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Stop and Smell the Roses

PostedAugust 31, 2017

perfection

So, ladies, what does the perfect woman look like? A high-flying career, a happy marriage to a handsome, successful man, beautiful kids and oh, a drop-dead, gorgeous body… Whew! Quite a list of achievements, don’t you think?

The quest for perfection is exhausting and unrelenting. The kicker is that it is not supposed to be this hard. We grew up believing that we are equal to men (and we are), that we could have sex whenever we wanted (and we can), children whenever we chose and work wherever we desired (thankfully, all true). We certainly have opportunities and choices that would have stunned our grandmothers!

Thing is, feminism was meant to remove a fixed set of expectations; instead we now interpret it as a route to personal perfection. Just because we can do anything, we feel as if we have to do everything! Indeed, rather than leaping with glee at the liberation that has befallen us since 1960, we are labouring instead under a double whammy of impossible expectations.

For the modern woman, day-to-day living has become a predictable series of checklists. According to Sydney-based counsellor and therapist, Jaqueline Stone, “There is a pressure to do more, to know more and to be more than ever before – and this is often connected to social media.” We are constantly exposed to, and compare ourselves to what everyone else is doing and saying. We look at other people’s lives and constantly question whether we are smart, beautiful, capable, or happy enough.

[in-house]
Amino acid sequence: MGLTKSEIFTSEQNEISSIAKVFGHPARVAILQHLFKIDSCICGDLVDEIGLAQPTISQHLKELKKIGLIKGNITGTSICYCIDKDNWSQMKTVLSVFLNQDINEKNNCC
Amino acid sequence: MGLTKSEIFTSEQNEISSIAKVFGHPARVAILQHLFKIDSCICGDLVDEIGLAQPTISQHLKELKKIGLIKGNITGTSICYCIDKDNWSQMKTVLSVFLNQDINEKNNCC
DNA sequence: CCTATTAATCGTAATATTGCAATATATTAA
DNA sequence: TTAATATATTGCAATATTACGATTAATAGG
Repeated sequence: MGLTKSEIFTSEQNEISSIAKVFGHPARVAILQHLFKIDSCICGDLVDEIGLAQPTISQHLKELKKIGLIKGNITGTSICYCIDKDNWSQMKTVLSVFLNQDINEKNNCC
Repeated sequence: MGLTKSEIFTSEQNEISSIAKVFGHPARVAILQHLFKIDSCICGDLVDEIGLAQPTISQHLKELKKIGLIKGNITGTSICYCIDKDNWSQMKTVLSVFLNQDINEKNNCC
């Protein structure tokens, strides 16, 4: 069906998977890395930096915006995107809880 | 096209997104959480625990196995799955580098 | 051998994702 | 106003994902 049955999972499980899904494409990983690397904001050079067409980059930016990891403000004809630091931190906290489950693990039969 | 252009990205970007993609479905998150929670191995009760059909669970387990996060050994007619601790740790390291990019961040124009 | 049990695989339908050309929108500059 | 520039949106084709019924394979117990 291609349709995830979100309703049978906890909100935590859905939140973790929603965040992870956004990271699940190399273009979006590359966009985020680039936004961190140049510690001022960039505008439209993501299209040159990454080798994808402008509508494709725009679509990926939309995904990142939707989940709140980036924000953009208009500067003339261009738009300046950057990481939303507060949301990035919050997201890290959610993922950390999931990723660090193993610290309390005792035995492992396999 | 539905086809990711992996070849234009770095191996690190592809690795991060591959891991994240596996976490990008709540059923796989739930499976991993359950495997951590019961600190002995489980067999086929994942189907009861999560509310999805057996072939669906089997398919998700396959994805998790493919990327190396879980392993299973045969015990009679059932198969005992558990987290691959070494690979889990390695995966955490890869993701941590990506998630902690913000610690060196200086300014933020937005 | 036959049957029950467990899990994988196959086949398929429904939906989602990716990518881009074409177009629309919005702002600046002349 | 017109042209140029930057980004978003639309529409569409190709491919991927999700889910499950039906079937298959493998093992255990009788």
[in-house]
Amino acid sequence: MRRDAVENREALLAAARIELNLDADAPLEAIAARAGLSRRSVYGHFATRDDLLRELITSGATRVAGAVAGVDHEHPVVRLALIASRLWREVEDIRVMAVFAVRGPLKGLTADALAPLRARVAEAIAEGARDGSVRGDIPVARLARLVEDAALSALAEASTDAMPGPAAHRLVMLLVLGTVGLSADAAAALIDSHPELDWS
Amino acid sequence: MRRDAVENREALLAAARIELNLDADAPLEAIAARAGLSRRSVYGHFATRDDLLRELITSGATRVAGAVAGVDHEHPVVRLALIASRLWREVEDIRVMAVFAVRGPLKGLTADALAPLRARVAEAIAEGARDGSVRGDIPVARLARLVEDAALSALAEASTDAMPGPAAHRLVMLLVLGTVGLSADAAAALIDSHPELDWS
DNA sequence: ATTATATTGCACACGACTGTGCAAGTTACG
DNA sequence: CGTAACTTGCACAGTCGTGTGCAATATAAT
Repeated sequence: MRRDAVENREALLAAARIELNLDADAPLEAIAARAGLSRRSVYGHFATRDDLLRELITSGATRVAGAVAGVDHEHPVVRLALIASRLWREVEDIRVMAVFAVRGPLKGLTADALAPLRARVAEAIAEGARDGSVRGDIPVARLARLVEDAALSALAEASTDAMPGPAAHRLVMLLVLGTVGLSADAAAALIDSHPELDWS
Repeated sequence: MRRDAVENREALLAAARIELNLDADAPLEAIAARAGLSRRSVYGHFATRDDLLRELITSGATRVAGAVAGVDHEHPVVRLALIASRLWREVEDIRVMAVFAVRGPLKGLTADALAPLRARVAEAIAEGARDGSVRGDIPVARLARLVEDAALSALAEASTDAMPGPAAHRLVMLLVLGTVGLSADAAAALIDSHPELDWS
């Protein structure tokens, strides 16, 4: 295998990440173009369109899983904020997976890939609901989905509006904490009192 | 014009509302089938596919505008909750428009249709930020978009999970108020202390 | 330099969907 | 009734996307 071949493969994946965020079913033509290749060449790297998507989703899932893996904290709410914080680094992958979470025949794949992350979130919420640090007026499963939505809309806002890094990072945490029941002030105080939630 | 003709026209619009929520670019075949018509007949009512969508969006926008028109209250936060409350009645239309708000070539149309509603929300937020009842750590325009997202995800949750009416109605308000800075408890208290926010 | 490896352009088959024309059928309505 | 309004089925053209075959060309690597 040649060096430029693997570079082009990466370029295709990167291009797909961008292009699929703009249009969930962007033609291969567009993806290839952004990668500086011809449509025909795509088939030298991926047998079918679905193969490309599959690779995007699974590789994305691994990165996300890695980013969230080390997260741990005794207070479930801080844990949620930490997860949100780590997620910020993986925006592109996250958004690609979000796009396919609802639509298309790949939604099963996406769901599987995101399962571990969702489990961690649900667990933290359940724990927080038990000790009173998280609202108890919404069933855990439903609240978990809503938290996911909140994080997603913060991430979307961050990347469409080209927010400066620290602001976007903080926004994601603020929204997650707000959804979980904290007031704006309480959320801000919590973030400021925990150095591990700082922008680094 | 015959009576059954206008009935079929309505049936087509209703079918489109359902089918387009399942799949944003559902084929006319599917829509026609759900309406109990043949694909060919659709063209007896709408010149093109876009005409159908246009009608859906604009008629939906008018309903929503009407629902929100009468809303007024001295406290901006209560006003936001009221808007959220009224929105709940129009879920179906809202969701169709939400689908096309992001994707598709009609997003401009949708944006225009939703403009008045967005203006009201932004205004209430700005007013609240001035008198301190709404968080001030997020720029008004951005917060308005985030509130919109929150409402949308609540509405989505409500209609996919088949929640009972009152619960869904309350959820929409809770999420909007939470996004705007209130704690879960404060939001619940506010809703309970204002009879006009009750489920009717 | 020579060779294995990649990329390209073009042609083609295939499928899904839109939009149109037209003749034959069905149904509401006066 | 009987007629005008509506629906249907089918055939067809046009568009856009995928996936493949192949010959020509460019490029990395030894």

The result? We have become a generation desperate to be Wonder Woman; perfect wives, mothers and professionals. Even worse, we somehow believe that we need to do all of this, all at once, and without any help. In her book, Wonder Women: Sex, Power, and the quest for Perfection, Debora Spar mentions that modern women morphed feminism into perfectionism.

Perfection is the belief that if we live perfect, look perfect, and act perfect, we can minimize or avoid the pain of blame, judgement and shame. We need to feel worthy and our worthiness is on the line when we are never thin enough, smart enough or talented enough.

So, why are we so terrified of not “having it all?” Many of us think we’ll be worthy if we lose 10 kilograms, or if we get that promotion. Thing is, worthiness doesn’t have prerequisites and happy, accomplished people take responsibility for the quality of their lives. They admit to their imperfections and embrace their idiosyncrasies. They feel worthy of love, respect and approval. The challenge lies in recognizing that having choices carries the responsibility to make them wisely.

So, disregard the critics around you and give yourself credit for having weathered tough times. Inspire others with your compassion, kindness and character. Manage time and energy as precious assets and believe in your abilities and talents. Understand that you’re perfectly imperfect and zing with joy each day you’re alive! Make sure to take time to nourish your body, mind and spirit.

All too often our quest for perfection prevents us from taking flight.

So, live your best life with what you have right now. Don’t emulate Wonder Women; think about what’s wonderful to you instead. Then boldly, audaciously and joyfully, leave the rest behind.

Source: blog.napw.com, www.newsweek.com, edition.cnn.com, www.news.com.au, www.glamour.com, edition.cnn.com, www.theguardian.com, webcache.googleusercontent.com, www.huffingtonpost.com, thinkbrilliantly.com, nishamoodley.com, wealthcareforwomen.com

 

 

 

DISCLAIMER: The information on this website is for educational purposes only, and is not intended as medical advice, diagnosis or treatment. If you are experiencing symptoms or need health advice, please consult a healthcare professional.